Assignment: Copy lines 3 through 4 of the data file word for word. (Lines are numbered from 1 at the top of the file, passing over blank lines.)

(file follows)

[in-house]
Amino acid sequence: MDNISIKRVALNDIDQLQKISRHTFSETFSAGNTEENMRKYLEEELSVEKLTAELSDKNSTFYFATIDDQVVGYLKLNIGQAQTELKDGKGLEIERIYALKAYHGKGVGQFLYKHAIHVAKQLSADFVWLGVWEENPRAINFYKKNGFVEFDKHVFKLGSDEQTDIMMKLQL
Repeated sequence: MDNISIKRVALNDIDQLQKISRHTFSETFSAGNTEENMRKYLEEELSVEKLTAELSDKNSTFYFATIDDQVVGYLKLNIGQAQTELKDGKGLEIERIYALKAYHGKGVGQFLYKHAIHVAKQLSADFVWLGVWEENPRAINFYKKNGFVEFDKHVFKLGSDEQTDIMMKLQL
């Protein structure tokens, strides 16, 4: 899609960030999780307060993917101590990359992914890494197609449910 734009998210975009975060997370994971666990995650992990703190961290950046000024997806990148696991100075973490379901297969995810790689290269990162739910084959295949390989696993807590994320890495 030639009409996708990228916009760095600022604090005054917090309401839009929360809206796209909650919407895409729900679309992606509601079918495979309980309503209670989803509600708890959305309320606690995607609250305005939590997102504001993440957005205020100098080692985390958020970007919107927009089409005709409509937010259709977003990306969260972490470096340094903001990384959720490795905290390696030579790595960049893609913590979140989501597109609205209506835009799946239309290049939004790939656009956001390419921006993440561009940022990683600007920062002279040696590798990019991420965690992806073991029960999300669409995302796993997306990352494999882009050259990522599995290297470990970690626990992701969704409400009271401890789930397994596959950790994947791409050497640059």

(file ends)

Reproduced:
Repeated sequence: MDNISIKRVALNDIDQLQKISRHTFSETFSAGNTEENMRKYLEEELSVEKLTAELSDKNSTFYFATIDDQVVGYLKLNIGQAQTELKDGKGLEIERIYALKAYHGKGVGQFLYKHAIHVAKQLSADFVWLGVWEENPRAINFYKKNGFVEFDKHVFKLGSDEQTDIMMKLQL
């Protein structure tokens, strides 16, 4: 899609960030999780307060993917101590990359992914890494197609449910 734009998210975009975060997370994971666990995650992990703190961290950046000024997806990148696991100075973490379901297969995810790689290269990162739910084959295949390989696993807590994320890495 030639009409996708990228916009760095600022604090005054917090309401839009929360809206796209909650919407895409729900679309992606509601079918495979309980309503209670989803509600708890959305309320606690995607609250305005939590997102504001993440957005205020100098080692985390958020970007919107927009089409005709409509937010259709977003990306969260972490470096340094903001990384959720490795905290390696030579790595960049893609913590979140989501597109609205209506835009799946239309290049939004790939656009956001390419921006993440561009940022990683600007920062002279040696590798990019991420965690992806073991029960999300669409995302796993997306990352494999882009050259990522599995290297470990970690626990992701969704409400009271401890789930397994596959950790994947791409050497640059």